"That's one of the remarkable things about life. It's never so bad that it can't get worse." Calvin of Calvin and Hobbes
Posted: 09:47AM Feb 21, 2018
Hydra1234Ait
Posts: 2762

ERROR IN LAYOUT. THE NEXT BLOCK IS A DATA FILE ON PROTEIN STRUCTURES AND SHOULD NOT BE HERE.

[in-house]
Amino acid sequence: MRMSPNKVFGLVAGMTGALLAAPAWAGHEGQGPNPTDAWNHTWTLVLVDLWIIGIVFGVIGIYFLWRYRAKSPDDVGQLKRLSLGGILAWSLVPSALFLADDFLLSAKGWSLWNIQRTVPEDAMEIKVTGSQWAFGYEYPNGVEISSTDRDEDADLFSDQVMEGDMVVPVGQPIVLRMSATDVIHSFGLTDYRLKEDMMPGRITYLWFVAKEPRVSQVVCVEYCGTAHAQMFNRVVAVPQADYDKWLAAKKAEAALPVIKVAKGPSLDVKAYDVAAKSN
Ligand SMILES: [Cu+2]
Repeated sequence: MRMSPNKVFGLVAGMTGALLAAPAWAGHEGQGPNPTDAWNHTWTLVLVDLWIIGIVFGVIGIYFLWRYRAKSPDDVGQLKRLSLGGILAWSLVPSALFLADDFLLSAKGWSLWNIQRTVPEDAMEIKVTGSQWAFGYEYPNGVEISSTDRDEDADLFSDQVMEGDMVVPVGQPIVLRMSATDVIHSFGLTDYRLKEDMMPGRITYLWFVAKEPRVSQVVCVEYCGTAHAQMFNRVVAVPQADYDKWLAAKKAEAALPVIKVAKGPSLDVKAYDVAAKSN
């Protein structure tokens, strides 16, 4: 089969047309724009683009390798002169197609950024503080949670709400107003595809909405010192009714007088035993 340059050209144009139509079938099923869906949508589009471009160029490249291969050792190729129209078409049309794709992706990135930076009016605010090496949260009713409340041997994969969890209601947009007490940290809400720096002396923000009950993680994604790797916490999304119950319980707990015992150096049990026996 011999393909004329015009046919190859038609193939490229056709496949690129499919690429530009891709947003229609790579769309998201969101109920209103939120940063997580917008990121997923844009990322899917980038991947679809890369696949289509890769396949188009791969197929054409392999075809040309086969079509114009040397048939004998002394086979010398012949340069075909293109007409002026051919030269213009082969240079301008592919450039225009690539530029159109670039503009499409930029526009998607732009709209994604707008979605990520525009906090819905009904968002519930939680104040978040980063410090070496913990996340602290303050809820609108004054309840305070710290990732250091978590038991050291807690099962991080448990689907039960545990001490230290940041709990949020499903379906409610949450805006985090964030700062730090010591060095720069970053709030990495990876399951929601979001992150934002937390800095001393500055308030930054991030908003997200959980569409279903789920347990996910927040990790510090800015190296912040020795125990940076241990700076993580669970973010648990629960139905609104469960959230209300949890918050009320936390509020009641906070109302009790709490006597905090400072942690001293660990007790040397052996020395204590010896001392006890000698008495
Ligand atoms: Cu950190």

Billy Graham died today at the age of 99. He was responsible for transforming American religious life through his preaching and activism, counseling multiple presidents, and bringing Christianity to millions. His leadership summits and crusades in more than 185 countries and territories forged powerful global links among conservative Christians, and threw a lifeline to believers in the communist-controlled Eastern bloc. Dubbed "America's pastor," he was a confidant to U.S. presidents from Gen. Dwight Eisenhower to George W. Bush. In 1983, President Reagan gave Graham the Presidential Medal of Freedom, America's highest civilian honor. When the Billy Graham Museum and Library was dedicated in 2007 in Charlotte, former Presidents George H.W. Bush, Jimmy Carter and Bill Clinton attended. Beyond Graham's public appearances, he reached untold millions through his pioneering use of prime-time telecasts, network radio, daily newspaper columns, evangelistic feature films and globe-girdling satellite TV hookups. Graham's message was not complex or unique, yet he preached with a conviction that won over audiences worldwide. By his final message in 2005, Billy Graham had reached over 210 million people with his message. He was an example to all Christians and arguably the most important person in the 20th century in Christianity's development.